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In today’s environment, with the scrutiny on spending and the perception of meetings, we must showcase the value and effectiveness of the meetings we produce,” says Angie Duncan, CMP, CMM, vice president of meeting operations for VMS, a meeting management agency based in Indianapolis. “It is up to us to deliver results.”

To do that, VMS, which has many clients in the highly regulated pharmaceutical and biotech sectors, knew it had to formalize and standardize the way it connects clients’ goals with attendees’ engagement. And last year, while researching an approach to that challenge, Duncan attended a training session on the Meetings Architecture Process. At its conclusion, she knew she had a solution.

MAP was created by Maarten Vanneste of Abbit Meeting Support in Belgium and is laid out in his 2008 book, Meeting Architecture—A Manifesto. It consists of four components: identify objectives, design the program and tactics, execute the design, and measure results. In addition, meeting objectives are organized into three areas—networking, information, and motivation. In January 2010, VMS provided MAP training for everyone involved in operations, client services, and marketing—more than 100 people in total.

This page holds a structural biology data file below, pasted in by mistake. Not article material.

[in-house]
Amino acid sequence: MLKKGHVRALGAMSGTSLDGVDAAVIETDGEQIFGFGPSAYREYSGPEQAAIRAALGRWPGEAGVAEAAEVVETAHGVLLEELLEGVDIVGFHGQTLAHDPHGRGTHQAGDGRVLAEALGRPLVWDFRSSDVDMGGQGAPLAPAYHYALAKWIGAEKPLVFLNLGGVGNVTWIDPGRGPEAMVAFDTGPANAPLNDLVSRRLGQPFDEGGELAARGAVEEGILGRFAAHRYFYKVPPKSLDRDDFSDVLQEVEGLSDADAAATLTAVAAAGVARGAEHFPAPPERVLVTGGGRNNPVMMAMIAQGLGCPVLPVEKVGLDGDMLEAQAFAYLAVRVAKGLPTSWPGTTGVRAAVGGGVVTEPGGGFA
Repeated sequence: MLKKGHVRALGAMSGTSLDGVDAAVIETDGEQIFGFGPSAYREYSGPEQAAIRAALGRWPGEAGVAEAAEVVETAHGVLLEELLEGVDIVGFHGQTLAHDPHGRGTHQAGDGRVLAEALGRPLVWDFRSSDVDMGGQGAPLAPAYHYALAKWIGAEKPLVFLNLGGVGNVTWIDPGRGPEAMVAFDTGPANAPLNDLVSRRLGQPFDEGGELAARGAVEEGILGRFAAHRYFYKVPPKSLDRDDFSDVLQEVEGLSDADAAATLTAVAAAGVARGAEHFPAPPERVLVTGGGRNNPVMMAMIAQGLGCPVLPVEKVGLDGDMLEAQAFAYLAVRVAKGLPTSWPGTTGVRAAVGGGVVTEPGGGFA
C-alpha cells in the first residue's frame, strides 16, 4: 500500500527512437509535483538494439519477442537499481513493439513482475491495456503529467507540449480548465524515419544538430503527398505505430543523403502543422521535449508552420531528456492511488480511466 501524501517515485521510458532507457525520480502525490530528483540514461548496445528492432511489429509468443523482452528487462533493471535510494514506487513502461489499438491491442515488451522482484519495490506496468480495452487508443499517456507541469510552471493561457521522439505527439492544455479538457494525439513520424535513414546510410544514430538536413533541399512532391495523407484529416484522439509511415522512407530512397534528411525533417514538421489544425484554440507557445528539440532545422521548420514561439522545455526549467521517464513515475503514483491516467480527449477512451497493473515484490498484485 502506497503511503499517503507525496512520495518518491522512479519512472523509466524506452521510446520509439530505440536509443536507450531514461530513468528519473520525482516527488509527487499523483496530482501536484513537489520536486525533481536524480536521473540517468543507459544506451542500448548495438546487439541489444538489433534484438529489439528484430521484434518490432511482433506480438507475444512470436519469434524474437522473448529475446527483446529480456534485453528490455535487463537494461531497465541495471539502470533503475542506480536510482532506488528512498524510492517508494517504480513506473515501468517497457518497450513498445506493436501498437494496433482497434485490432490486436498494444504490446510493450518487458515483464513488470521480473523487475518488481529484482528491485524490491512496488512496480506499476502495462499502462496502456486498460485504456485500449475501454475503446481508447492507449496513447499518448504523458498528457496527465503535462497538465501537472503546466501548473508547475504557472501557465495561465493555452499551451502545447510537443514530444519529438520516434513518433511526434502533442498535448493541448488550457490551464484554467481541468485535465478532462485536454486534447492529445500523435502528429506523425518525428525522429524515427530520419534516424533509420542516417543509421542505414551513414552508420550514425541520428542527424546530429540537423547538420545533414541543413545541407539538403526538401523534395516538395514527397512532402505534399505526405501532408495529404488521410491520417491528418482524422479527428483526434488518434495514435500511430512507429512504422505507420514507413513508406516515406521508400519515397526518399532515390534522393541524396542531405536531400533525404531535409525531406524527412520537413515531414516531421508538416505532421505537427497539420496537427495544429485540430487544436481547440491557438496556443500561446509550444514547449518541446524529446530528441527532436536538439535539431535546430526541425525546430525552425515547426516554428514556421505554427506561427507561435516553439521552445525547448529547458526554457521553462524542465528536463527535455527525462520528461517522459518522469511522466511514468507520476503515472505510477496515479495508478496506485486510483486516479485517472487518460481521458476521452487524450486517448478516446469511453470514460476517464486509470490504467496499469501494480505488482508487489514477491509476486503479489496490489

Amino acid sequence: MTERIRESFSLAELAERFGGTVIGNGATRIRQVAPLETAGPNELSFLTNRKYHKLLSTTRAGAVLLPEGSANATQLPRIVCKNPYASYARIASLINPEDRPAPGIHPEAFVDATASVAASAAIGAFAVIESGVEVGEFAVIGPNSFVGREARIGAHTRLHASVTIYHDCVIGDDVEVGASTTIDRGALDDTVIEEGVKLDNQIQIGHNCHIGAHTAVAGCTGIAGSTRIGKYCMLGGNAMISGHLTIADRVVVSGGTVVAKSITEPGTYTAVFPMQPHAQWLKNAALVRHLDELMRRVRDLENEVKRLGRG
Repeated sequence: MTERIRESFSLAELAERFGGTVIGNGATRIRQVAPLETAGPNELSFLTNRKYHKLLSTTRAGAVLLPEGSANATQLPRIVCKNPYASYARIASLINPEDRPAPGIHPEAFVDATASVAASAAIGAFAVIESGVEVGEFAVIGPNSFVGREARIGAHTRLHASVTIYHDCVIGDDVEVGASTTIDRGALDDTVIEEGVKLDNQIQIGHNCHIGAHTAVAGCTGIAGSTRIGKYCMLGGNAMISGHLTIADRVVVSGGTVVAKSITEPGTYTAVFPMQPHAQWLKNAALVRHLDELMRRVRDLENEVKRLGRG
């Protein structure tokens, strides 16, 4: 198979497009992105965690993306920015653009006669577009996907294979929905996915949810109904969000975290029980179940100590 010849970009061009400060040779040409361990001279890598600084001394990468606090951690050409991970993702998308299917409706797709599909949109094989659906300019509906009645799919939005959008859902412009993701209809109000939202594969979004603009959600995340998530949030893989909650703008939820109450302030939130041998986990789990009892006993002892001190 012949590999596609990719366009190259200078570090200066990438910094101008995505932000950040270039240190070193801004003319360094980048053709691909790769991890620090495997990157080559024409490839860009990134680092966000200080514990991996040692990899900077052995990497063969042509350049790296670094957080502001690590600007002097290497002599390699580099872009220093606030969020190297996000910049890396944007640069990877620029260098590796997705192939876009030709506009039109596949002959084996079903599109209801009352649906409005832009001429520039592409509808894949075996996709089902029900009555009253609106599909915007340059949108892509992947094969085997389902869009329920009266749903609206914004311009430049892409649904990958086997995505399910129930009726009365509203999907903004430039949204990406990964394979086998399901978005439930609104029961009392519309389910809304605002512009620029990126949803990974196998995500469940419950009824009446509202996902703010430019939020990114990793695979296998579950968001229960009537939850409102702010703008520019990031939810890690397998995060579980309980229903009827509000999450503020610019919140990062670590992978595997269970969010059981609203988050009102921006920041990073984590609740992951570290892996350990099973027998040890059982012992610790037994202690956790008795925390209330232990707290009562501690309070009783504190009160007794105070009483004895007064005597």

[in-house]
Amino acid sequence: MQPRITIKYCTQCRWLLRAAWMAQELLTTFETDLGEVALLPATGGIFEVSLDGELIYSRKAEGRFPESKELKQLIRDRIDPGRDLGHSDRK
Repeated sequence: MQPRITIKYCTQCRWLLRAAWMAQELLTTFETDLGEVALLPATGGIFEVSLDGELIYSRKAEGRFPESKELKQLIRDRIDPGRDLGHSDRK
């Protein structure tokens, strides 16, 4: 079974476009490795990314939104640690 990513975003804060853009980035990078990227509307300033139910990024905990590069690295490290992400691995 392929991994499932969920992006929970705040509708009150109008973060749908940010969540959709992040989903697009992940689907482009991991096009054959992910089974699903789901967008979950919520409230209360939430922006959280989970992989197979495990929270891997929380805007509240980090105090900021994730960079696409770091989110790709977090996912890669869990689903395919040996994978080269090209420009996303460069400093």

The VMS team was re-energized, Duncan says. The framework has helped the team dig deeper into client objectives to ensure that programs achieve their goals. “It goes to our core value of making our clients look like heroes.”

One result, says Duncan, is that clients are becoming more open to innovation, which stems from MAP’s focus on attendee engagement. VMS has produced creative teambuilding activities involving road trips and art galleries, fireside chats, and other program tactics to ensure attendee engagement. While the client’s objectives must be met, so must those of the attendees, she adds. In fact, VMS regularly partners with adult-learning experts to help address various learning styles in all of its programs. VMS also is looking at mobile technology applications as a way to engage attendees and increase planning efficiencies.

“We’re not just meeting planners any more,” says Duncan. “We have to be strategic experts in meeting management. That’s the way the industry is going, and MAP will help get us there.”